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All you need to know when you come to work in Belgium

Tuesday June 2022


All you need to know when you come to work in Belgium

Hello, my name is Lavinius, I settled down 1 year ago to work in Belgium. Here is all the information I would have liked to have to facilitate the transition.

By an expat for expats!

Lavinius Belgian guide

Belgium is split into three very distinct regions:

  • Wallonia – where people speak French (with a small German minority in the East)
  • Flanders – where people speak Dutch
  • Brussels – where people officially speak both languages (although 95% are French speakers)

Because Belgium is a federal state, the rules can vary a bit from region to region. So please make sure to check that the information you get is relevant to your case. Almost all information about Belgium can be found on https://www.belgium.be (NL/FR/DE/EN). If you require specific information regarding a particular region of Belgium, you can check:

Do not hesitate to contact any of your B.E.S. colleagues if you require more details. Life in a federal state can be confusing for newcomers.

What you need to live in Belgium:

A Place to stay

The most popular real-estate website in Belgium is https://www.immoweb.be/en (EN/FR/NL). Be ready to make quick decisions – the Belgian real estate market is very volatile. Moreover, make sure you pick a place where you would like to stay for a long time – ideally at least 3 years. Depending on the region, you may have to pay specific fees if you leave your rented apartment too early.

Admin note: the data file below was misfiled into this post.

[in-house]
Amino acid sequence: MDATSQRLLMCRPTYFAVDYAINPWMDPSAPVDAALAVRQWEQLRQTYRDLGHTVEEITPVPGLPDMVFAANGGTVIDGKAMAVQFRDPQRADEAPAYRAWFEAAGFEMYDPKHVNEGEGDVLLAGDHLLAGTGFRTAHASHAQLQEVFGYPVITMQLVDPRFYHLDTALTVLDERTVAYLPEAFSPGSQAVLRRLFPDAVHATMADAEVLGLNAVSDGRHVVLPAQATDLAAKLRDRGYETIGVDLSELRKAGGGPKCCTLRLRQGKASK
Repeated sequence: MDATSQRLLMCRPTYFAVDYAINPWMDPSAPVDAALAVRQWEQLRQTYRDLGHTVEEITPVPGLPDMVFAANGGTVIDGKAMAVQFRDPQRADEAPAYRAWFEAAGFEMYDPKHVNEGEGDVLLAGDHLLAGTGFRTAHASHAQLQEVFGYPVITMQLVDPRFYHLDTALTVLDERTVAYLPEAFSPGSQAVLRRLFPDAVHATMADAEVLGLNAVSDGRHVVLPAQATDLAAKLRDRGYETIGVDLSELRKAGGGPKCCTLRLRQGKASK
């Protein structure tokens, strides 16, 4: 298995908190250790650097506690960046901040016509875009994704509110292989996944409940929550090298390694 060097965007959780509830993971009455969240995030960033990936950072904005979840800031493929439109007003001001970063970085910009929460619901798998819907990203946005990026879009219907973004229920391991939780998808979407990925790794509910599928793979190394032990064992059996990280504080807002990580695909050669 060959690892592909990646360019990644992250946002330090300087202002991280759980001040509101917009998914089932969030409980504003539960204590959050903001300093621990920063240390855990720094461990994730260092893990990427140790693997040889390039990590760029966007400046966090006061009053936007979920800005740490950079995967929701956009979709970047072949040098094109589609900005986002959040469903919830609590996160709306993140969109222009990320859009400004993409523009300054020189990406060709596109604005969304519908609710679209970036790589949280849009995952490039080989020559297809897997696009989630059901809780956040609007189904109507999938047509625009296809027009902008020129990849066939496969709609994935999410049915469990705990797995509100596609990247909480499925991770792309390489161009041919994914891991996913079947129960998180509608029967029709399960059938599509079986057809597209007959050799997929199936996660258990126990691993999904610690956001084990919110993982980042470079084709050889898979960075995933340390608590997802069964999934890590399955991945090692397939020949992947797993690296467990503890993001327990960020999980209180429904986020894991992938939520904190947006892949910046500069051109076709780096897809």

The tenant must acquire insurance for the house. It is recommended also to get civil insurance – if someone gets hurt on your property, even if they should not be there (e.g., children recovering a ball), you are liable for damage if you do not have civil insurance. You may use a comparator to choose the best insurance for you:

Electricity, water, and gas

The tenant must also conclude contracts for utilities

TV & Internet

You would surely like to have internet, and maybe TV at your place. Again, a comparator is the best tool to use - https://www.astel.be/ (FR/NL). Yes, internet/TV and mobile numbers are expensive in Belgium.

A Belgian ID

If you intend to stay in Belgium for more than 3 months, you must get a Belgian ID. More information can be found at https://www.belgium.be/fr/famille/identite/carte_d_identite (also available in Dutch).

When you will get the Belgian ID from your town hall, you will also be registered for a garbage pick-up contract. The garbage system in Belgium is based on separating your garbage, recycling garbage, and minimizing the amount of produced waste. You are taxed on the quantity of garbage you produce. The sorting rules depend on the region and on the municipality, so make sure to ask for more information at your town hall.

Health Insurance system

If you work and live in Belgium, you are automatically registered to the universal health insurance system. However, to benefit from the system, you must be registered with a health insurance fund. To find the right one for you, you should use a comparator:

Payment methods

In some stores in Belgium (mostly in Flanders) Visa/Mastercard bank cards are not accepted. Thus, it is recommended to either open a bank account in Belgium to get a Maestro card (which is also useful in the Netherlands) or to always carry cash on you. To find the right bank for you, you can use a comparator:

For some online stores in Belgium, only Belgian phone numbers are accepted (e.g., Carrefour). You receive a Belgian SIM card from B.E.S. If you would require more, you can use a comparator to choose the right operator:

Public transport

Belgium has an expansive public transport network. It is strongly recommended to order a MoBiB card once you get a Belgian ID, so you pay less for your trips. The websites of the different public transport operators are:

List of useful links expats